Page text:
1. 11 tips for off-road driving

11 tips for off-road driving

Two of the leading off-road engineers for the new Ford Endeavour – Richard Woolley, vehicle integration attributes supervisor, Ford Asia Pacific; and Nick Allen, attribute lead engineer for off-road capability and trailer tow, share tips for tackling challenging terrains and staying safe when driving off-road

By: | Updated: April 29, 2016 3:43 PM


Driving off-road requires knowledge, skill and confidence, which can make it intimidating for people who haven’t done it before. Even behind the wheel of a vehicle with 4×4 capabilities, it can be difficult to take the first step and leave the comfort of a well-tarmacked road. Two of the leading off-road engineers for the new Ford Endeavour – Richard Woolley, vehicle integration attributes supervisor, Ford Asia Pacific; and Nick Allen, attribute lead engineer for off-road capability and trailer tow, share tips for tackling challenging terrains and staying safe when driving off-road.

Be prepared

Any off-road driving presents a range of challenges. However, you can help to reduce the risks by thoroughly planning your journey and bringing a few essentials. At the least, you will want a full fuel tank, a tow rope, a shovel, a spare tyre and tyre-changing kit, a portable air compressor, a map and compass (or a GPS unit), and a mobile or satellite phone.

When possible, you should also try to travel in a convoy. This will mean that there are other vehicles available to assist with recovery if it is required.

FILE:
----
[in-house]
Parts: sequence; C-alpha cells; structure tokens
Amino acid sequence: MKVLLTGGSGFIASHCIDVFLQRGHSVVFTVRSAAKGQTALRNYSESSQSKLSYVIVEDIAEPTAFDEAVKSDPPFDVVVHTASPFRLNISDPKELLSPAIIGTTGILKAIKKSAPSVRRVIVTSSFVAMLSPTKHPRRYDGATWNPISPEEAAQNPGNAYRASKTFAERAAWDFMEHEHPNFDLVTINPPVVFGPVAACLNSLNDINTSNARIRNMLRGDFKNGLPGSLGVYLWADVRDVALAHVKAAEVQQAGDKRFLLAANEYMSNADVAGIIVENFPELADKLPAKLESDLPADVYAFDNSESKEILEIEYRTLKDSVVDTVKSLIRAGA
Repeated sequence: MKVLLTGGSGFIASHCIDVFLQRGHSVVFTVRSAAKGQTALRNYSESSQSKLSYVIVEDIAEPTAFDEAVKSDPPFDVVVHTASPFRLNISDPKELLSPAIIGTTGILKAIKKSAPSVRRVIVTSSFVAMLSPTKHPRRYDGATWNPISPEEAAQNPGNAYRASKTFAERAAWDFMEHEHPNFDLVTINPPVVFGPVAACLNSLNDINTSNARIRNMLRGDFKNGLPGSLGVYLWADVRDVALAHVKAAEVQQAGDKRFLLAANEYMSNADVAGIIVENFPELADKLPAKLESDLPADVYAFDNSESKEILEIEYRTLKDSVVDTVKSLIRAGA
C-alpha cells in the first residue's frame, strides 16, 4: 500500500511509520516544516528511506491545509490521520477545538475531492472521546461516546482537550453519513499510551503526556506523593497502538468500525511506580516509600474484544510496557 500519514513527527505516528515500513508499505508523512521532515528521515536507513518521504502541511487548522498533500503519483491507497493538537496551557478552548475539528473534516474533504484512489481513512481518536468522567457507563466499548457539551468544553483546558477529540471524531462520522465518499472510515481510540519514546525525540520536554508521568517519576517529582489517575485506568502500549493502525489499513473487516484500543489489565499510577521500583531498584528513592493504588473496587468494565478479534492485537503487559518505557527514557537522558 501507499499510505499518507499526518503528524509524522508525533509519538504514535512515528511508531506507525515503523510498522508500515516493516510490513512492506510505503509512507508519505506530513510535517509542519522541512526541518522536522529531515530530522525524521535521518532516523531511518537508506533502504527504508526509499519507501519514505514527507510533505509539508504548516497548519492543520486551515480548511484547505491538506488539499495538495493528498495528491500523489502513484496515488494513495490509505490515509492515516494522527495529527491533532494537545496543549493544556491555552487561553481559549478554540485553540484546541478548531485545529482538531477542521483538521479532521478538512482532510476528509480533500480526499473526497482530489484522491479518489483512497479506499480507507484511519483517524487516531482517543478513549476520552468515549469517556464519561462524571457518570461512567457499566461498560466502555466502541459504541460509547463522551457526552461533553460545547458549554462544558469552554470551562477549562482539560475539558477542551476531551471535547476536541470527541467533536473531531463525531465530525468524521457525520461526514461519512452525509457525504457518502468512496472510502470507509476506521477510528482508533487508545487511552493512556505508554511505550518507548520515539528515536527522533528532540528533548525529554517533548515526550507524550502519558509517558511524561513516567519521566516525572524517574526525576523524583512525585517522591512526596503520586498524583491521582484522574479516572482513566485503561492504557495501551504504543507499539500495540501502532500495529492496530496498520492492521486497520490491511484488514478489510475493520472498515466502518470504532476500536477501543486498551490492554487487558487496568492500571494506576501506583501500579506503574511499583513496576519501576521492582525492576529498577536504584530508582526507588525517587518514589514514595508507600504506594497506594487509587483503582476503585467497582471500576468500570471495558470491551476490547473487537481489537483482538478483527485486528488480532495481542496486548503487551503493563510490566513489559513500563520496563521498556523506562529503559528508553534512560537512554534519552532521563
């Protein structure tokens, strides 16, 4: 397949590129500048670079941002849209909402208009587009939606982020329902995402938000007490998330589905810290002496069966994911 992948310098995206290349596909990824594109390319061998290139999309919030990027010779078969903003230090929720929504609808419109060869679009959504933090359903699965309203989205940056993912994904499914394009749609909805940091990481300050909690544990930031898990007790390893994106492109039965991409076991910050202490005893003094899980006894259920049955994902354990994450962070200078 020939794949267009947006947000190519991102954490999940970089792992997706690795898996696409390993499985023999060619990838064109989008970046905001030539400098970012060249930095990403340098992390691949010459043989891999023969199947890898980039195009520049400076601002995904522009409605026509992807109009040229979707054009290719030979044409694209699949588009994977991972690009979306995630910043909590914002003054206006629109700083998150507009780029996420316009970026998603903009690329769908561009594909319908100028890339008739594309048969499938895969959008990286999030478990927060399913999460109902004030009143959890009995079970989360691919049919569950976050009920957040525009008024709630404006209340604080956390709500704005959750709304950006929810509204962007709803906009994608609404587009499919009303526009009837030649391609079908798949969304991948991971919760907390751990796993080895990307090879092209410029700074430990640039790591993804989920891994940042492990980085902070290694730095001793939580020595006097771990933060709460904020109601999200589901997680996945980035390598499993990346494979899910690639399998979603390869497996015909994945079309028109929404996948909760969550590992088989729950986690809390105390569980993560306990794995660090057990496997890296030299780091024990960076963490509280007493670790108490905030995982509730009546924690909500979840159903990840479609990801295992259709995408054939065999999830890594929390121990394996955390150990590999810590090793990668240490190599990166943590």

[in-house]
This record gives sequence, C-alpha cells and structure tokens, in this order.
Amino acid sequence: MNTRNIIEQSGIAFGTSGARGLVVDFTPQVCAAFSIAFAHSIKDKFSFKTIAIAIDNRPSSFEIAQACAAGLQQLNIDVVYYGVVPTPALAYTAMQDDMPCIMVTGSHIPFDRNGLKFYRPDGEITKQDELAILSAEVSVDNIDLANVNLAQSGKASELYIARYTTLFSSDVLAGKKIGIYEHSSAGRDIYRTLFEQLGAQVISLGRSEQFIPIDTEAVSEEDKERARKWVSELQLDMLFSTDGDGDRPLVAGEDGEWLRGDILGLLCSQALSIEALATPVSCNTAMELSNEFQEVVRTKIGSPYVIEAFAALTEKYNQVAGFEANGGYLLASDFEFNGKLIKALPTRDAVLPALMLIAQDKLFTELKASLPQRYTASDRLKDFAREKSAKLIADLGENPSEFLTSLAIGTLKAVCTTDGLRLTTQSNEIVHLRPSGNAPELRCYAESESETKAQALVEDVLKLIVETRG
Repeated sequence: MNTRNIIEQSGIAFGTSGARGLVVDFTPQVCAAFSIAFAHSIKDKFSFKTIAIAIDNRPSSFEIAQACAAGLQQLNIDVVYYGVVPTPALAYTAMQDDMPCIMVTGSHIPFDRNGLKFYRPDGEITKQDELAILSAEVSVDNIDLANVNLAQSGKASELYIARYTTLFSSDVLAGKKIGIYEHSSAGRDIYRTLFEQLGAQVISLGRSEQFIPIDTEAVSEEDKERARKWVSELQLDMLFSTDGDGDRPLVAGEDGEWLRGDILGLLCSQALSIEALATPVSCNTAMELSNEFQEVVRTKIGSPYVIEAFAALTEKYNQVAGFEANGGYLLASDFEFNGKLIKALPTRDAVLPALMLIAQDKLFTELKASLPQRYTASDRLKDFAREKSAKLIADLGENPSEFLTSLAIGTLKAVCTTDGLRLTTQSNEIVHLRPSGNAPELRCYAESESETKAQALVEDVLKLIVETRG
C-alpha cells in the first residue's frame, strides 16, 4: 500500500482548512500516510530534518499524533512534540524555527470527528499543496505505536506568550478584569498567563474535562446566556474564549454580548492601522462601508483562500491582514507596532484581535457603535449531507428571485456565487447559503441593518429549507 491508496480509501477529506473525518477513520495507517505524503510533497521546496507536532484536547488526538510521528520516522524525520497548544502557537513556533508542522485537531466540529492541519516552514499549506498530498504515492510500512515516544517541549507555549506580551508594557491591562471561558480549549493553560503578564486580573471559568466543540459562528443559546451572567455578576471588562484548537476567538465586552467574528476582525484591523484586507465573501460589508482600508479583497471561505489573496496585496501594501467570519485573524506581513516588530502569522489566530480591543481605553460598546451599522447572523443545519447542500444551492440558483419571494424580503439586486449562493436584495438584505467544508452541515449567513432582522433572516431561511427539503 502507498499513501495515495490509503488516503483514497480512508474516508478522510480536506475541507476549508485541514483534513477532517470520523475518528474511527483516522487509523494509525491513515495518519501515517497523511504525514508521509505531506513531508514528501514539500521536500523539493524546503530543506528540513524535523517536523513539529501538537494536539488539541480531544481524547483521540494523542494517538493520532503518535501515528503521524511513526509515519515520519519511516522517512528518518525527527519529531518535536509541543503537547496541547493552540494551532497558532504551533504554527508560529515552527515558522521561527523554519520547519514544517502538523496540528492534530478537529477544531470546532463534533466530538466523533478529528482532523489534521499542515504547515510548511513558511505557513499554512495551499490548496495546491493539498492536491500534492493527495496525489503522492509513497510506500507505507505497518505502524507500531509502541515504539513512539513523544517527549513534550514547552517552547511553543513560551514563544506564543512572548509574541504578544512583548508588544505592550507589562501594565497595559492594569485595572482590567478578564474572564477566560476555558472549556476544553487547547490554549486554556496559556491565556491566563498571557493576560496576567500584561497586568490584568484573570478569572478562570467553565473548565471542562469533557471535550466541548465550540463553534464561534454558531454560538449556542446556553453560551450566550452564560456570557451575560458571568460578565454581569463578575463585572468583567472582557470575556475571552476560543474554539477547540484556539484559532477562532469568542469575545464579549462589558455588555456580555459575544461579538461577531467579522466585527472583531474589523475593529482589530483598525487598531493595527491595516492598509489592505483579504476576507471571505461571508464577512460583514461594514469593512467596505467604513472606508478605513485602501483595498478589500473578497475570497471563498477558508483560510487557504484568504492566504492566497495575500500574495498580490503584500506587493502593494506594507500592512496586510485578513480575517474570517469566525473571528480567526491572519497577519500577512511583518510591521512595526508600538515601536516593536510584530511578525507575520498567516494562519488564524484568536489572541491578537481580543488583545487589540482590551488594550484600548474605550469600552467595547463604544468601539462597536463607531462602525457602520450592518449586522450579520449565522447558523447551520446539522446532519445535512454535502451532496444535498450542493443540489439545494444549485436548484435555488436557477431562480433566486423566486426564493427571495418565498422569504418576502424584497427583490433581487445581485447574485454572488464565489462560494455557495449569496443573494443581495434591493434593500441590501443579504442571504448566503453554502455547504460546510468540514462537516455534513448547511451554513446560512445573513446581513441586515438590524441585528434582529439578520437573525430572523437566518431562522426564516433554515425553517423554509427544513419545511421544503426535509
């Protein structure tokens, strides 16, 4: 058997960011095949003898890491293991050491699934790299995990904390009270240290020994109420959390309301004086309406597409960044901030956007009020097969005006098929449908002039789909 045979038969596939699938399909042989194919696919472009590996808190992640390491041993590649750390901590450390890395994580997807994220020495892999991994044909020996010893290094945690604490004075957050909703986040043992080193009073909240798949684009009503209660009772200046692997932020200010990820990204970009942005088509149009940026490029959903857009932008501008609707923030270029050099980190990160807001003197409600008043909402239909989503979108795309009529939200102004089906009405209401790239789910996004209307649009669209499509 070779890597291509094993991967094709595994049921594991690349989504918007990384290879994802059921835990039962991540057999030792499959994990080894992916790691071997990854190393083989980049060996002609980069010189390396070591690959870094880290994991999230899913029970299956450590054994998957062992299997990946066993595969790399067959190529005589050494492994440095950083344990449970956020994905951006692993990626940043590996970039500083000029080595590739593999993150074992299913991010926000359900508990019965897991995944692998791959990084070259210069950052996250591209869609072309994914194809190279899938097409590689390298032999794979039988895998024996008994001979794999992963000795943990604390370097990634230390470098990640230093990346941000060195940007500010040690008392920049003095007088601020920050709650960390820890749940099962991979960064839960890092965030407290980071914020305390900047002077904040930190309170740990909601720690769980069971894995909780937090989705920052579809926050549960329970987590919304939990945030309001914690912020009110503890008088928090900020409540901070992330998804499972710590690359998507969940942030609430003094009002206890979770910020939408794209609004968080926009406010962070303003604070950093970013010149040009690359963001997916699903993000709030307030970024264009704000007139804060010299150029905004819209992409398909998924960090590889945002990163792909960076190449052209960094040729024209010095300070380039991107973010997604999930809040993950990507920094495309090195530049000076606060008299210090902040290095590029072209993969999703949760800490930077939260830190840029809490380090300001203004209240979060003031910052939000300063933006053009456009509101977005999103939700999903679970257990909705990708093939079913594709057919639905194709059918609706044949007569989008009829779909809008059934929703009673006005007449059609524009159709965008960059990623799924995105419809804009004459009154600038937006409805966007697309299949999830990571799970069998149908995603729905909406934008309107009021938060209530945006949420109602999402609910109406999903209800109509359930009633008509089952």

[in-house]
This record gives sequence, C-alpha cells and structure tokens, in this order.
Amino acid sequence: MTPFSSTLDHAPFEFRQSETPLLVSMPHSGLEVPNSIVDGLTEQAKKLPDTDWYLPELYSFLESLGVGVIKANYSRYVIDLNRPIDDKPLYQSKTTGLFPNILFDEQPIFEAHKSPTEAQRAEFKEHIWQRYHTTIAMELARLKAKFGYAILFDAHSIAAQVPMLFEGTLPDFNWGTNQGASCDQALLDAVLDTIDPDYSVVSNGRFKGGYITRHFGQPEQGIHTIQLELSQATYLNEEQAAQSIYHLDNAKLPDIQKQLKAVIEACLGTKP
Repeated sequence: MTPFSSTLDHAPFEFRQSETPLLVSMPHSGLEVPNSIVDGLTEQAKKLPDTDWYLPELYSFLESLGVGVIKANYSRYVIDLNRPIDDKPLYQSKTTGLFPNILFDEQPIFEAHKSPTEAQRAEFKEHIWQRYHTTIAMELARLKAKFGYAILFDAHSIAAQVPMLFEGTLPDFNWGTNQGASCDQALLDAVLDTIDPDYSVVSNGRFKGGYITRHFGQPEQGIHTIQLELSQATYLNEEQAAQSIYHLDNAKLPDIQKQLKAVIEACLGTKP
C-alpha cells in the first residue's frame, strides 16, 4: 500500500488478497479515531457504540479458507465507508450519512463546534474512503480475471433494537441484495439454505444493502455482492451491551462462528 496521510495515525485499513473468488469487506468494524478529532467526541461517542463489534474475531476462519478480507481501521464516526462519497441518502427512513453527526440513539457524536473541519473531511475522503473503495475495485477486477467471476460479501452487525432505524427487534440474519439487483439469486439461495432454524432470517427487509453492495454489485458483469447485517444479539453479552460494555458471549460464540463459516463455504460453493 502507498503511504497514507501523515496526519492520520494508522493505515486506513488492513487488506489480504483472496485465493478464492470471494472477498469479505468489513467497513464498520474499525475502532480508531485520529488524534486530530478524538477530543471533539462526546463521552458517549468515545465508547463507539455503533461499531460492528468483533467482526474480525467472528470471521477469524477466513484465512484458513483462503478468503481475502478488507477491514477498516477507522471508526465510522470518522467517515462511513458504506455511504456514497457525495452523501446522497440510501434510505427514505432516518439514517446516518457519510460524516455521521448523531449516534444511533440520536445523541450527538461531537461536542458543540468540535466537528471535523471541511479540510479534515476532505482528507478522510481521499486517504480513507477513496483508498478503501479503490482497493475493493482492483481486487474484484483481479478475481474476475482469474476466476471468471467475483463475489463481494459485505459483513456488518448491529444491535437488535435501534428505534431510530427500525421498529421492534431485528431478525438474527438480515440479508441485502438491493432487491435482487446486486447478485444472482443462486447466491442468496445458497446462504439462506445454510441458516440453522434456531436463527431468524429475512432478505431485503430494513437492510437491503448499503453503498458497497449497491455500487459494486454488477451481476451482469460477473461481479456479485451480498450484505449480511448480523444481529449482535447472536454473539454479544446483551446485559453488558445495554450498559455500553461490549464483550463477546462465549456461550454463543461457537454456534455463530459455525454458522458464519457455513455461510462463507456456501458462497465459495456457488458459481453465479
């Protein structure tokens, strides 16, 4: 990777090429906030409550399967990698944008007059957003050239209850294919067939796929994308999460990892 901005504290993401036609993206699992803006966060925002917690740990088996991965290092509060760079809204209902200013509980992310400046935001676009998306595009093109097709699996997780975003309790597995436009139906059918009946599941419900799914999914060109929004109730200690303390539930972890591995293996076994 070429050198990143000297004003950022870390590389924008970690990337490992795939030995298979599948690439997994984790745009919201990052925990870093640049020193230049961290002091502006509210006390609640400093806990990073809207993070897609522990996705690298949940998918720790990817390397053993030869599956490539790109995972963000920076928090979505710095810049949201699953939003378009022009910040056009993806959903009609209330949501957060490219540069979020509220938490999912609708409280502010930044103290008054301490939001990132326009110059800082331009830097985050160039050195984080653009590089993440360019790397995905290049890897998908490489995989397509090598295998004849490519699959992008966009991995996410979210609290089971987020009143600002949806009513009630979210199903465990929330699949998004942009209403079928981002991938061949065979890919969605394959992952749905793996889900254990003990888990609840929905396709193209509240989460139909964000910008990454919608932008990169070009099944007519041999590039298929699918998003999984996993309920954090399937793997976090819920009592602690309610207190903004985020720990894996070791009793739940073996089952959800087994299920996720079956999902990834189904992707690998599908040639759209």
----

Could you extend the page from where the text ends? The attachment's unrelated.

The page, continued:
Know your vehicle

It’s important understand how your vehicle behaves in different scenarios. You should also learn how to engage specific features and technologies that are designed to aid you in off-road environments. As well as understanding the technology in your vehicle is important to be familiar with its dimensions and capabilities. You may have to squeeze through some tight spaces, wade through water, or climb over challenging obstacles. In these cases you will need to know your vehicle’s width, water wading abilities, ground clearance, and approach and departure angles.

Reduce tyre pressure

This is one of the simplest tricks to improve your vehicle’s off-road performance and your comfort level in the cabin. There are a number of advantages to reduce the air pressure in your tyres. It means that more of the tyre is touching the ground so that the weight of the vehicle is more evenly distributed. This helps you to stay on top of softer surfaces like sand or mud. The tyres can absorb more impact pressure, which helps to protect the wheels and the rest of the vehicle in rocky terrains. It will give you a smoother, more comfortable driving experience off-road. Slightly deflated tires will absorb many of the smaller bumps in the road instead of bouncing over them.

How much you reduce the tyre pressure will vary depending on where you are driving. Be sure to check the optimal tyre pressure for the specific terrain. When driving with reduced tyre pressure, keep in mind that you should avoid sharp turns. Turning sharply when your tyres are under-inflated can increase the chance of detaching them from the wheel.